Future Now: Virtual Sneakers to Cutting-Edge Kicks
Nike, Nike MAG, 2015. Courtesy of the Department of Nike Archives, American Federation of Arts, and Bata Shoe Museum.

Future Now: Virtual Sneakers to Cutting-Edge Kicks

Portland Art Museum, Portland, OR - To Aug 11

by Joseph Gallivan

This show about running shoes starts slowly, with some history from the Bata Shoe Museum in Toronto, but finds its stride in what really excites people: wacky, stylish, expensive sneakers. The nearly 60 futuristic footwear designs on display blend features from fashion, design, gaming, new media and architecture, with the usual side lecture on sustainability.

When rappers like Ye (Kanye West) can almost bring Adidas to its knees with a crass comment, or when Donald Trump tries to get hip by licensing trainers in grifter gold, you know the relationship between brands and celebrities has gone off the rails. More successful name designers in the show include Rem D. Koolhaas and Zaha Hadid, Mr. Bailey and Salehe Bembury, as well as collabs from Rick Owens, Stella McCartney and Yohji Yamamoto. Shoe companies are much safer collaborating with corporate creatives such as PlayStation and Gravity Sketch.

“[With] shoes that blur the line between the real world and the metaverse, this exhibition explores how forward-looking creators are helping us step into the future,” said Elizabeth Semmelhack, director and senior curator, Bata Shoe Museum, the show’s original curator. Anyone confused about non-fungible tokens (NFTs) in the art world might be even more perplexed by the idea of spending money on 100% digital sneakers, but this show explains the world of artifacts and skins from the world of gaming. Digitally designed and 3-D-printed shoes could be the future, once the materials are better made. The show includes the cult Nike MAG, designed for Back to the Future Part II by Portland’s Tinker Hatfield, “as well as recent innovators MSCHF’s Big Red Boots and EKTO VR’s One Robotic Boots.”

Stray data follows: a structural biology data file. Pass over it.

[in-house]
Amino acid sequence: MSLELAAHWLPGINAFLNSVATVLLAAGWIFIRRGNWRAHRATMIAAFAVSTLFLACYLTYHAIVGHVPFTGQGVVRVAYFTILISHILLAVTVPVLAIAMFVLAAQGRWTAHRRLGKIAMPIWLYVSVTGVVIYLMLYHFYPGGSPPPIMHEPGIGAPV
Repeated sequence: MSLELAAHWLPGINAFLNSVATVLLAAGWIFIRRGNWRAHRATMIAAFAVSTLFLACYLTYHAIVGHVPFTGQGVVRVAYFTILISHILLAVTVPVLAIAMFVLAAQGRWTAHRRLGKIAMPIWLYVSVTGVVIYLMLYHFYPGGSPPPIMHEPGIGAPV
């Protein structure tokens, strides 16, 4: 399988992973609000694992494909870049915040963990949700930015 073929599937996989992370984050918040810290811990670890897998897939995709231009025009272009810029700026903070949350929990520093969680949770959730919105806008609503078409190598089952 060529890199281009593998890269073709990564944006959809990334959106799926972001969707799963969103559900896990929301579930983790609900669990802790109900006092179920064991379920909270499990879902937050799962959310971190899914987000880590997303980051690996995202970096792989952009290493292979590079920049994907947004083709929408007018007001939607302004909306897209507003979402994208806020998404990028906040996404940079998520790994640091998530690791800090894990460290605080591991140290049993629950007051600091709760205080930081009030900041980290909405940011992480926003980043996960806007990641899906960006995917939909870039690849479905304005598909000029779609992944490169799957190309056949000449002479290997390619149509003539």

“The show is a love letter to all of the artists, storytellers, designers and visionaries who dare to think differently—many who live and work right here in Portland, the shoe capital of the United States,” said Amy Dotson, curator of film and new media for the Portland Art Museum.

Design panel moderated by Herbert Beauclere May 2, 7–9pm


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